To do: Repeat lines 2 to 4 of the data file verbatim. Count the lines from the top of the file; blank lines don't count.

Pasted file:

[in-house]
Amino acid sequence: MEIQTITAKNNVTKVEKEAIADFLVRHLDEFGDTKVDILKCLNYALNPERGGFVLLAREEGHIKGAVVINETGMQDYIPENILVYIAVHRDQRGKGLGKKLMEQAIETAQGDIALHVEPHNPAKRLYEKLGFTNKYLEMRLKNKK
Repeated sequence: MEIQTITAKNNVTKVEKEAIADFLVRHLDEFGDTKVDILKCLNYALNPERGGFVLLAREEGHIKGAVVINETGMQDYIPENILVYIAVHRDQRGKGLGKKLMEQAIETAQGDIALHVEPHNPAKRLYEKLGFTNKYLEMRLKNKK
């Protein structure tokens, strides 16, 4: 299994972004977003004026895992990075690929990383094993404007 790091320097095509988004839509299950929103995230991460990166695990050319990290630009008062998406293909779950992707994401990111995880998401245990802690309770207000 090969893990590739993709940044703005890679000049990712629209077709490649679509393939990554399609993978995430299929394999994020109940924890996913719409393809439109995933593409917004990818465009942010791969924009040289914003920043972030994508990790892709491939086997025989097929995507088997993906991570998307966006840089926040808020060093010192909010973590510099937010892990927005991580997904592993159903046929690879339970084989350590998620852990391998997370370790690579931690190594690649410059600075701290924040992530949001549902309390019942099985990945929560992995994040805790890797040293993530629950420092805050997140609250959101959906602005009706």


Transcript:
Amino acid sequence: MEIQTITAKNNVTKVEKEAIADFLVRHLDEFGDTKVDILKCLNYALNPERGGFVLLAREEGHIKGAVVINETGMQDYIPENILVYIAVHRDQRGKGLGKKLMEQAIETAQGDIALHVEPHNPAKRLYEKLGFTNKYLEMRLKNKK
Repeated sequence: MEIQTITAKNNVTKVEKEAIADFLVRHLDEFGDTKVDILKCLNYALNPERGGFVLLAREEGHIKGAVVINETGMQDYIPENILVYIAVHRDQRGKGLGKKLMEQAIETAQGDIALHVEPHNPAKRLYEKLGFTNKYLEMRLKNKK
């Protein structure tokens, strides 16, 4: 299994972004977003004026895992990075690929990383094993404007 790091320097095509988004839509299950929103995230991460990166695990050319990290630009008062998406293909779950992707994401990111995880998401245990802690309770207000 090969893990590739993709940044703005890679000049990712629209077709490649679509393939990554399609993978995430299929394999994020109940924890996913719409393809439109995933593409917004990818465009942010791969924009040289914003920043972030994508990790892709491939086997025989097929995507088997993906991570998307966006840089926040808020060093010192909010973590510099937010892990927005991580997904592993159903046929690879339970084989350590998620852990391998997370370790690579931690190594690649410059600075701290924040992530949001549902309390019942099985990945929560992995994040805790890797040293993530629950420092805050997140609250959101959906602005009706």